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Feature: The History of Robotron: 2084 - Running Away While Defending Humanoids

In the Gamasutra-exclusive bonus excerpt from Bill Loguidice and Matt Barton's new book Vintage Games, we examine classic twin-stick arcade shooter Robotron: 2084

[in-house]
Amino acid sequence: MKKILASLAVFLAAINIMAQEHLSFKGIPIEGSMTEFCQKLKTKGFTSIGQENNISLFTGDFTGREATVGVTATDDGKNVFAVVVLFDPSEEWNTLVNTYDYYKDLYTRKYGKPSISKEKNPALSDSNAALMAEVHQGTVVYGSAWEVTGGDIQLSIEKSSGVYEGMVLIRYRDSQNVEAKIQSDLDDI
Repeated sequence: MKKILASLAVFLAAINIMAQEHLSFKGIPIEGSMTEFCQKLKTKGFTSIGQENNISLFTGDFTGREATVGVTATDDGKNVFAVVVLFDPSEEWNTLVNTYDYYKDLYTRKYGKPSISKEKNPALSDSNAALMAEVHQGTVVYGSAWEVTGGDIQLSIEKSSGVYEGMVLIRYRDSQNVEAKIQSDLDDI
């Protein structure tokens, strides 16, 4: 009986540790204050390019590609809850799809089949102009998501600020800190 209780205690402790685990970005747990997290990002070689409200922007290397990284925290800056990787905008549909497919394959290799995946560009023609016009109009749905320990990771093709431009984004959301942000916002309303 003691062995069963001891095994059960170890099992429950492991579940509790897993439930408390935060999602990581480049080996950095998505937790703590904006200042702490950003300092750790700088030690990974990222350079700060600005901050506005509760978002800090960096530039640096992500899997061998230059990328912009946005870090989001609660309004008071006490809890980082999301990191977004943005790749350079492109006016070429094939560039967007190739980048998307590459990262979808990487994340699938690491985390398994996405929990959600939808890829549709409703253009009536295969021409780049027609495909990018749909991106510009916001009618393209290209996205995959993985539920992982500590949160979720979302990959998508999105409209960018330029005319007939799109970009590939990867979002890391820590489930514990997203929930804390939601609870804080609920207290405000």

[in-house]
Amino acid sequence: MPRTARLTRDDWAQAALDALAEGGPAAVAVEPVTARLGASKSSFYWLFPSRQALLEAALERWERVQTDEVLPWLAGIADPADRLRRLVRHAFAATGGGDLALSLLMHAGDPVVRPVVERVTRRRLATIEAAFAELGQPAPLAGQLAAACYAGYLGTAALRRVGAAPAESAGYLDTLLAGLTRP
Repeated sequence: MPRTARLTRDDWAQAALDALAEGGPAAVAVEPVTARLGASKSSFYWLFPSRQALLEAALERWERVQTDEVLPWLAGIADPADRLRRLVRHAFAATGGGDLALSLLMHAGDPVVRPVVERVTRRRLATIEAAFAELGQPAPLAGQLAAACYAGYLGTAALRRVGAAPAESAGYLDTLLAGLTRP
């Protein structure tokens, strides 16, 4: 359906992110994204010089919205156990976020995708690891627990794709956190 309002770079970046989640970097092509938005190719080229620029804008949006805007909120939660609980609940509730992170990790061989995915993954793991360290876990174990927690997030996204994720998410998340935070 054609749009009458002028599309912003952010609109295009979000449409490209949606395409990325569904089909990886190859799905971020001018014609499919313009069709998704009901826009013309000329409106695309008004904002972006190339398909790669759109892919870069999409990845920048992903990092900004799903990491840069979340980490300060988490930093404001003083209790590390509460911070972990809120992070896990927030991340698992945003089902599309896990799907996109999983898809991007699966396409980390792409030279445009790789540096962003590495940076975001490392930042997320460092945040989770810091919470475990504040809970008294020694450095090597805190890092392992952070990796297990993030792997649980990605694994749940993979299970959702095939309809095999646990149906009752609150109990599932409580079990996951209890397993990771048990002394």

In the latest in a series of Gamasutra-exclusive bonus material originally to be included in Bill Loguidice and Matt Barton's new book Vintage Games, we examine classic twin-stick arcade shooter Robotron: 2084 and the sub-genre of frantic games it birthed. Robotron: 2084 was an arcade game developed by Eugene Jarvis and Larry DeMar at Vid Kidz and released by Williams Electronics in 1982, and the historians say it "is without doubt one of the most difficult games ever to grace the arcades." Loguidice and Barton explain: In terms of sheer physical and mental challenge, it is second only to the popular Defender and direct sequel, Stargate, whose history and development are detailed in bonus chapter, "Defender (1980): The Joys of Difficult Games." Indeed, it repurposed the technology found in those games, offering a graphical style, sound effects, pacing, and difficulty familiar to fans of these earlier titles. What makes Robotron stand out from its predecessors, however, is its concrete gameplay and innovative control scheme. Unlike Defender, where the player pilots a spaceship across an abstract, scrolling planet, Robotron is more down-to-Earth, putting the player in the shoes of an avatar whose movement is limited by the edges of a single screen. The player is tasked with the grim, desperate, and ultimately futile task of saving the last family of Humanoids. Particular to the game was its special ambidexterous control scheme, which was also relevant to ideas of balance at the core of the gameplay: The result was that Robotron was one of the very first, all-out, nonstop action games that truly resonated with the general public. Though unforgiving in its intensity and requiring an almost Zen-like state-of-mind to rack up a respectable score, the game was perhaps the first evolution of that elusive "perfect" twitch game, an all-you-can-kill buffet. The nonstop action and wave after wave of enemies were balanced by the basic human need to nurture, in the form of rescuing the Humanoids. It perhaps speaks even more pointedly to the human condition that death is inevitable and unavoidable, as in the arcade classic nuclear missile defense game, Missile Command (Atari, 1980). The full chapter excerpt is now available at Gamasutra (no registration required, please feel free to link to this feature from other websites).

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